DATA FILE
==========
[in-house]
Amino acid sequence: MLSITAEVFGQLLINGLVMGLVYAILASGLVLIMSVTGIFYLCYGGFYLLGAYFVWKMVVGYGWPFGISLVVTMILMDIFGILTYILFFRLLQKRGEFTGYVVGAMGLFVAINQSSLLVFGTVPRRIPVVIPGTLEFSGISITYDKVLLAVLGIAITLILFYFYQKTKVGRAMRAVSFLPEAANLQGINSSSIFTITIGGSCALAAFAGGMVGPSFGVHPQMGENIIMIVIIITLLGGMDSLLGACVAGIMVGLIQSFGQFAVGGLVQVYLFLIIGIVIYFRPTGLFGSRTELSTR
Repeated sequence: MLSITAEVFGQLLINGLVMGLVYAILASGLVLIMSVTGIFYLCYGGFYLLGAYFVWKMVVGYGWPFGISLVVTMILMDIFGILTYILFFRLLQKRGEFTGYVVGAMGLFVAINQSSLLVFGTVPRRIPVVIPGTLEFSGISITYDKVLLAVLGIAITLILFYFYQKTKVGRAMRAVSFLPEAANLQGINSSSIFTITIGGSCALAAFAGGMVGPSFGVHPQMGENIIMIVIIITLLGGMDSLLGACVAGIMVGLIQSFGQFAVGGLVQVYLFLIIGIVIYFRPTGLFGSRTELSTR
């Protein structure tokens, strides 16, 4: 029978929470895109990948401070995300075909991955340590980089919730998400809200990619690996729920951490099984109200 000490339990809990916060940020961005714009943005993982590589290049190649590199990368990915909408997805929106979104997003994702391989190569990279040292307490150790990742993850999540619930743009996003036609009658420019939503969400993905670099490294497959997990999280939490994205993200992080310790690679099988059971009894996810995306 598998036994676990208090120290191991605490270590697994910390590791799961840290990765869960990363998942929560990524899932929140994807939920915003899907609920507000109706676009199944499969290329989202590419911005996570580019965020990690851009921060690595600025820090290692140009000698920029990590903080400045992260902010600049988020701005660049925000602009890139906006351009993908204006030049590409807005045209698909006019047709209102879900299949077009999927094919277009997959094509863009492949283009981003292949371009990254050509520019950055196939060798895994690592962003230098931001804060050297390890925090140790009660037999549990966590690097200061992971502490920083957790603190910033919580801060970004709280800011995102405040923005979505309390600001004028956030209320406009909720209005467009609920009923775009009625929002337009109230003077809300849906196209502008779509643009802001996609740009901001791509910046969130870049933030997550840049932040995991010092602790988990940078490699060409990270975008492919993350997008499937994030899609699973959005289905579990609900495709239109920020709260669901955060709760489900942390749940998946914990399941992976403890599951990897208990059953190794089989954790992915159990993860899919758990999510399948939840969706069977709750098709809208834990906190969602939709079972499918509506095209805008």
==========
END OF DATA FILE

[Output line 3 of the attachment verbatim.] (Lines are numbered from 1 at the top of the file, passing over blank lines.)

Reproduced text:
Repeated sequence: MLSITAEVFGQLLINGLVMGLVYAILASGLVLIMSVTGIFYLCYGGFYLLGAYFVWKMVVGYGWPFGISLVVTMILMDIFGILTYILFFRLLQKRGEFTGYVVGAMGLFVAINQSSLLVFGTVPRRIPVVIPGTLEFSGISITYDKVLLAVLGIAITLILFYFYQKTKVGRAMRAVSFLPEAANLQGINSSSIFTITIGGSCALAAFAGGMVGPSFGVHPQMGENIIMIVIIITLLGGMDSLLGACVAGIMVGLIQSFGQFAVGGLVQVYLFLIIGIVIYFRPTGLFGSRTELSTR